The curious case involving the AstraZeneca-Oxford University Covid-19 vaccine took a new turn this week, with Canada suspending the vaccine for those younger than 55 years due to the risk of rare blood clots being reported out of Europe.

And from Wednesday, Germany too restricted its use to 60 year-olds and above, according to reports from Berlin.

The Canadian directive followed a recommendation from the National Advisory Committee on Immunization. Pointing to "substantial uncertainty" on the benefits of the vaccine, a report from Toronto quoted Dr Shelley Deeks, vice-chair of the Committee as saying, the updated recommendations follow new European data that suggests the risk of blood clots was "potentially as high as one in 100,000, much higher than the one in one million risk believed before."

Finland, too has reportedly resumed its vaccination, but only in those above 65 years. Finland was among the 10-odd countries, including Norway, Sweden and Denmark, who stopped using the vaccine following reports of rare blood clots in vaccine recipients.

However, some of these countries have resumed the Oxford-AZ vaccine after the European Medicines Agency, the UK regulator and the World Health Organization weighed in on the vaccine's benefits over its risk. All three agencies did, however, caution on the rare blood clots and in younger people.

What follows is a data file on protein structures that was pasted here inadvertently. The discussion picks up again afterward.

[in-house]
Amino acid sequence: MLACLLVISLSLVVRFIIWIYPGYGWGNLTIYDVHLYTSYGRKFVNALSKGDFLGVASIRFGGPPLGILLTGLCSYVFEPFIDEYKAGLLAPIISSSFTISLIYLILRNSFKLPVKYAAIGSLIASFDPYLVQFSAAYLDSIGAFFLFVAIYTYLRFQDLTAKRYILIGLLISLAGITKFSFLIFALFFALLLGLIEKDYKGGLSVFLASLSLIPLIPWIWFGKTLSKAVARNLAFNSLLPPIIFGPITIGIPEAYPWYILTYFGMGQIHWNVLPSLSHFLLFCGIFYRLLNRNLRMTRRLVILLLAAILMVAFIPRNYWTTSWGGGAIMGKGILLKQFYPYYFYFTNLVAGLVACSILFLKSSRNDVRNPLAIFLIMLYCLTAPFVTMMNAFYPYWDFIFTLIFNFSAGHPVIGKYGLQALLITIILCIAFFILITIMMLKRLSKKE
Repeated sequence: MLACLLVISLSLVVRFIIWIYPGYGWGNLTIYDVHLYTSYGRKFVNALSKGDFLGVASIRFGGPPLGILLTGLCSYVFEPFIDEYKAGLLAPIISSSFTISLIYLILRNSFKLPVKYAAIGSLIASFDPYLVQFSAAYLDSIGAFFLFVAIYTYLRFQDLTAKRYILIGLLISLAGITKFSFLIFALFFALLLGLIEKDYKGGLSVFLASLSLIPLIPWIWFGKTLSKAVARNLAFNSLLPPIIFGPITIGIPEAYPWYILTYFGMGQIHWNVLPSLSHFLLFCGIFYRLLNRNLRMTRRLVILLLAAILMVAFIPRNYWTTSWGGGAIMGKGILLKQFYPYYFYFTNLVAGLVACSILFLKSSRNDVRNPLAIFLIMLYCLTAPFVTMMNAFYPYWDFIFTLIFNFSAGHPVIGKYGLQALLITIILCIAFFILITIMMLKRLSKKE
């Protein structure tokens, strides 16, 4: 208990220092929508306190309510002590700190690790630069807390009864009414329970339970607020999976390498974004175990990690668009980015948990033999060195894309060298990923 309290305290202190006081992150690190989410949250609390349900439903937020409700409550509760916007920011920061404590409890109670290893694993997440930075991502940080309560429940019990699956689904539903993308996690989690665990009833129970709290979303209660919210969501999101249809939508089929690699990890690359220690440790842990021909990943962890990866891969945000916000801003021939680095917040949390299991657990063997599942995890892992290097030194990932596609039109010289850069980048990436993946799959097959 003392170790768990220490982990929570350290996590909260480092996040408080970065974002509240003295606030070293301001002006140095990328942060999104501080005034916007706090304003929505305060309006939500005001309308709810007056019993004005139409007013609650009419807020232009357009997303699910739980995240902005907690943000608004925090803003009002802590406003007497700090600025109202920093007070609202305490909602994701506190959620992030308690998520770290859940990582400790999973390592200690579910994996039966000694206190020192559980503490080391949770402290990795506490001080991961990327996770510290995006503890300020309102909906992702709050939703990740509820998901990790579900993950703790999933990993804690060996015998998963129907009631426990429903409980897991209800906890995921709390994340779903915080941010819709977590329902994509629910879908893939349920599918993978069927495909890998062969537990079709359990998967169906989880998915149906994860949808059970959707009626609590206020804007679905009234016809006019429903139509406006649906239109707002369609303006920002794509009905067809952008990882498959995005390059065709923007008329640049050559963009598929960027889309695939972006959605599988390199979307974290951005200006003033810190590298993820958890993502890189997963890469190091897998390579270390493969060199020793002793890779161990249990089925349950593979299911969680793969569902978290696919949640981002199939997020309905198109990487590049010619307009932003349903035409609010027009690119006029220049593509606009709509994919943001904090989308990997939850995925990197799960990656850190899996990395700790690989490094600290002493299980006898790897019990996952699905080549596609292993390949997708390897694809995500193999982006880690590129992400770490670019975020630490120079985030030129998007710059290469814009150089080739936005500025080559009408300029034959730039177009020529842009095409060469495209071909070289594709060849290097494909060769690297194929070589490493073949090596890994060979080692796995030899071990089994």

The Oxford-AZ vaccine is made and supplied in India through Serum Institute, and it is one of the vaccines being rolled out in the country along with the Bharat Biotech one. However, health authorities have not, to date, flagged concerns on incidents of rare blood clots.

Additional assessments

On Monday, Health Canada said it would be issuing "additional terms and conditions on the authorizations of the AstraZeneca and Verity Pharmaceuticals/Serum Institute of India vaccines."

This would include a requirement that manufacturers conduct a detailed assessment of the vaccine's benefits and risks by age and sex in the Canadian context. "This information will support the ongoing evaluation of these rare blood clotting events and allow Health Canada to determine if there are specific groups of people who may be at higher risk," it added.

Recently the regulator had communicated to its people on assessing very rare adverse events reported in Europe of thrombosis (blood clots) with thrombocytopenia (low blood platelets) occurring after immunization with the AstraZeneca vaccine. "The product information was recently updated to reflect this information," the authority said.

Evidence demonstrates effectiveness

In its response, AstraZeneca told BusinessLine, that regulatory authorities in the UK, European Union and the WHO had concluded that the benefits of the vaccine significantly outweighed the risks "across all adult age groups."

Further, it added, "Tens of millions of people have now received our vaccine across the globe. The extensive body of data from two large clinical datasets and real-world evidence demonstrates its effectiveness, reaffirming the role the vaccine can play during this public health crisis."

"Health Canada's guidance issued to Canadian healthcare practitioners last week remains unchanged and provides vaccine recipients with information on the signs and symptoms to monitor for the following vaccination," it pointed out.